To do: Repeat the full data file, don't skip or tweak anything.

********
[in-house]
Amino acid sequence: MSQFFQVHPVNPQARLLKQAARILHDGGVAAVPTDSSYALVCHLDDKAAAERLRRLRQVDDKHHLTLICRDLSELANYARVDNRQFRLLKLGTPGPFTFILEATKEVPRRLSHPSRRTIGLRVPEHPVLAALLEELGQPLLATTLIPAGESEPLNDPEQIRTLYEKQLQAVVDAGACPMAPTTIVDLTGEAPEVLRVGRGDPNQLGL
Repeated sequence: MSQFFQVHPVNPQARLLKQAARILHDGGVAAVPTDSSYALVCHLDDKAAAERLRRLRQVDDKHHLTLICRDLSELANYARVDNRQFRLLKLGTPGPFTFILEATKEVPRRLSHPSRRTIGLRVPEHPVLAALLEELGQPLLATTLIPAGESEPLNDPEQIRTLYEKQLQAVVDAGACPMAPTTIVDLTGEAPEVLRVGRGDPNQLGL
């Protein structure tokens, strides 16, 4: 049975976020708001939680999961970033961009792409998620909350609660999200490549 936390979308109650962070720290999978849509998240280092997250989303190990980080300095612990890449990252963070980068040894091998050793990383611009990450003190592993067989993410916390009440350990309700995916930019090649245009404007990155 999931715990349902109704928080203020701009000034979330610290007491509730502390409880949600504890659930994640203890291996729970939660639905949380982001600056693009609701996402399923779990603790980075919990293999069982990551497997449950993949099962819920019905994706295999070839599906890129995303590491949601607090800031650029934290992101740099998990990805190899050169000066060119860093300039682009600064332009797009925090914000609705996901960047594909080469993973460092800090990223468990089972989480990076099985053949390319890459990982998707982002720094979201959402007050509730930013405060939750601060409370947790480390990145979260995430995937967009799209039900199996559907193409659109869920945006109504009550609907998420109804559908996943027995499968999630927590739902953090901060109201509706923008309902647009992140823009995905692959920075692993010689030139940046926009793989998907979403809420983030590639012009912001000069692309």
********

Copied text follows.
[in-house]
Amino acid sequence: MSQFFQVHPVNPQARLLKQAARILHDGGVAAVPTDSSYALVCHLDDKAAAERLRRLRQVDDKHHLTLICRDLSELANYARVDNRQFRLLKLGTPGPFTFILEATKEVPRRLSHPSRRTIGLRVPEHPVLAALLEELGQPLLATTLIPAGESEPLNDPEQIRTLYEKQLQAVVDAGACPMAPTTIVDLTGEAPEVLRVGRGDPNQLGL
Repeated sequence: MSQFFQVHPVNPQARLLKQAARILHDGGVAAVPTDSSYALVCHLDDKAAAERLRRLRQVDDKHHLTLICRDLSELANYARVDNRQFRLLKLGTPGPFTFILEATKEVPRRLSHPSRRTIGLRVPEHPVLAALLEELGQPLLATTLIPAGESEPLNDPEQIRTLYEKQLQAVVDAGACPMAPTTIVDLTGEAPEVLRVGRGDPNQLGL
């Protein structure tokens, strides 16, 4: 049975976020708001939680999961970033961009792409998620909350609660999200490549 936390979308109650962070720290999978849509998240280092997250989303190990980080300095612990890449990252963070980068040894091998050793990383611009990450003190592993067989993410916390009440350990309700995916930019090649245009404007990155 999931715990349902109704928080203020701009000034979330610290007491509730502390409880949600504890659930994640203890291996729970939660639905949380982001600056693009609701996402399923779990603790980075919990293999069982990551497997449950993949099962819920019905994706295999070839599906890129995303590491949601607090800031650029934290992101740099998990990805190899050169000066060119860093300039682009600064332009797009925090914000609705996901960047594909080469993973460092800090990223468990089972989480990076099985053949390319890459990982998707982002720094979201959402007050509730930013405060939750601060409370947790480390990145979260995430995937967009799209039900199996559907193409659109869920945006109504009550609907998420109804559908996943027995499968999630927590739902953090901060109201509706923008309902647009992140823009995905692959920075692993010689030139940046926009793989998907979403809420983030590639012009912001000069692309």